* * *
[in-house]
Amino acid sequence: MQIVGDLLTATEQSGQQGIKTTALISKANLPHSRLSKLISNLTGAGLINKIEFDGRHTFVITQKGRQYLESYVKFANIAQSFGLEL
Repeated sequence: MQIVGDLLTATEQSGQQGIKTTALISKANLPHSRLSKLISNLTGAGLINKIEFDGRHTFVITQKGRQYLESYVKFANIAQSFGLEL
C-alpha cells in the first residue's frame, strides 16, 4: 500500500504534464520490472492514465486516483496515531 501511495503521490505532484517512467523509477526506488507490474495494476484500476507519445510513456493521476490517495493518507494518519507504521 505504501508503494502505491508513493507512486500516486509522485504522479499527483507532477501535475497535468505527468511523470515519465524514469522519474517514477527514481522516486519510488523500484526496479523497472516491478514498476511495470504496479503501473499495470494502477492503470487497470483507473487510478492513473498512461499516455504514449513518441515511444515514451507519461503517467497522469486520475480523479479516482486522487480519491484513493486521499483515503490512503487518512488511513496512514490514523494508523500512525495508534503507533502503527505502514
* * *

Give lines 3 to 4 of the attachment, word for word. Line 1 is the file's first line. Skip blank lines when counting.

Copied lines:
Repeated sequence: MQIVGDLLTATEQSGQQGIKTTALISKANLPHSRLSKLISNLTGAGLINKIEFDGRHTFVITQKGRQYLESYVKFANIAQSFGLEL
C-alpha cells in the first residue's frame, strides 16, 4: 500500500504534464520490472492514465486516483496515531 501511495503521490505532484517512467523509477526506488507490474495494476484500476507519445510513456493521476490517495493518507494518519507504521 505504501508503494502505491508513493507512486500516486509522485504522479499527483507532477501535475497535468505527468511523470515519465524514469522519474517514477527514481522516486519510488523500484526496479523497472516491478514498476511495470504496479503501473499495470494502477492503470487497470483507473487510478492513473498512461499516455504514449513518441515511444515514451507519461503517467497522469486520475480523479479516482486522487480519491484513493486521499483515503490512503487518512488511513496512514490514523494508523500512525495508534503507533502503527505502514